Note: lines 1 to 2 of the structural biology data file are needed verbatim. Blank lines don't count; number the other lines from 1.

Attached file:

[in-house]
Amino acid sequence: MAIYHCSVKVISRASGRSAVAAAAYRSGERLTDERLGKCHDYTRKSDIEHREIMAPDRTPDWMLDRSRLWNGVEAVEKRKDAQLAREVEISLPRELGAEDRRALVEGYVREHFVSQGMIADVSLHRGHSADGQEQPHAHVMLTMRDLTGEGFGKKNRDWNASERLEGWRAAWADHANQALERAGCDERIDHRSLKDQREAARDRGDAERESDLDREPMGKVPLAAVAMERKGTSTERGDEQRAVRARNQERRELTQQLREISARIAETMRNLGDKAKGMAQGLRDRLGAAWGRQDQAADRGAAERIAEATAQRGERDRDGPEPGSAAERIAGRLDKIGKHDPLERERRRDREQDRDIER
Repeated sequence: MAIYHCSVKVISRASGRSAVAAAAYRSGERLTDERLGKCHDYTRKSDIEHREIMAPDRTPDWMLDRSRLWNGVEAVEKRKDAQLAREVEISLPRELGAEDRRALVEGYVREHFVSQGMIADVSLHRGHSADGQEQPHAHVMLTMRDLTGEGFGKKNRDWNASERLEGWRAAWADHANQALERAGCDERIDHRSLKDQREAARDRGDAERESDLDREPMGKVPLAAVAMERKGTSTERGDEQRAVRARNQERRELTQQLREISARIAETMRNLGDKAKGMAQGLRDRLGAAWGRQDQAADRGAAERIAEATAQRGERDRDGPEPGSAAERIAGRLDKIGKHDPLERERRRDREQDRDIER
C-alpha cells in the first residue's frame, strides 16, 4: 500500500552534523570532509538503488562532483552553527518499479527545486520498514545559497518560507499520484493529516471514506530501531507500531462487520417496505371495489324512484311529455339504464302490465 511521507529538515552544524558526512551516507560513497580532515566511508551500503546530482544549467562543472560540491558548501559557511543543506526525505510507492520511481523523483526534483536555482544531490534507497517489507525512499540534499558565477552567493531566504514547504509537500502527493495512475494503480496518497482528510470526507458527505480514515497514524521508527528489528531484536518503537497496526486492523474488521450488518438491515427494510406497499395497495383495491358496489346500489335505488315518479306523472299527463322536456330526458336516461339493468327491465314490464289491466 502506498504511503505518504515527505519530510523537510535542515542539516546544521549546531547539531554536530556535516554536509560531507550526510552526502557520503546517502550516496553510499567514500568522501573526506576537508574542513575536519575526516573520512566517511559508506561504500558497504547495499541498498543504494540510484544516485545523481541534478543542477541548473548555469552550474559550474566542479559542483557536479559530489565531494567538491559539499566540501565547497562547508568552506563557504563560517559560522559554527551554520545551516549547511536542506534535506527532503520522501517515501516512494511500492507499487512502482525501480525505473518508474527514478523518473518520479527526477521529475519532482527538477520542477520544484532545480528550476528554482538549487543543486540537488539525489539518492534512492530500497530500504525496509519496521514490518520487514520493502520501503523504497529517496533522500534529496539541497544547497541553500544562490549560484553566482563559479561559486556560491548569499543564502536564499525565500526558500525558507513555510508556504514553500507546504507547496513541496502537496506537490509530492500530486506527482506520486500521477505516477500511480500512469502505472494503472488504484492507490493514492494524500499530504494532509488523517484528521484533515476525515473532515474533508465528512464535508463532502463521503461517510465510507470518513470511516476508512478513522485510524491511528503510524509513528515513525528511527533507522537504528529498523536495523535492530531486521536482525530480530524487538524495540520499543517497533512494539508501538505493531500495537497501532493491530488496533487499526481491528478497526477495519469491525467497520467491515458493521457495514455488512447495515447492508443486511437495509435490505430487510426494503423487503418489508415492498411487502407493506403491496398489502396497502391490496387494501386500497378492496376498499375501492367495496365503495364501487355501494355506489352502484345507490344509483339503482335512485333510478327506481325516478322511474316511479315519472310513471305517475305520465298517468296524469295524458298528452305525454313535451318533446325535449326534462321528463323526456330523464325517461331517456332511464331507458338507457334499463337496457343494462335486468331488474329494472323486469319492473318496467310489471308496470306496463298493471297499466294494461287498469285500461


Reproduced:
[in-house]
Amino acid sequence: MAIYHCSVKVISRASGRSAVAAAAYRSGERLTDERLGKCHDYTRKSDIEHREIMAPDRTPDWMLDRSRLWNGVEAVEKRKDAQLAREVEISLPRELGAEDRRALVEGYVREHFVSQGMIADVSLHRGHSADGQEQPHAHVMLTMRDLTGEGFGKKNRDWNASERLEGWRAAWADHANQALERAGCDERIDHRSLKDQREAARDRGDAERESDLDREPMGKVPLAAVAMERKGTSTERGDEQRAVRARNQERRELTQQLREISARIAETMRNLGDKAKGMAQGLRDRLGAAWGRQDQAADRGAAERIAEATAQRGERDRDGPEPGSAAERIAGRLDKIGKHDPLERERRRDREQDRDIER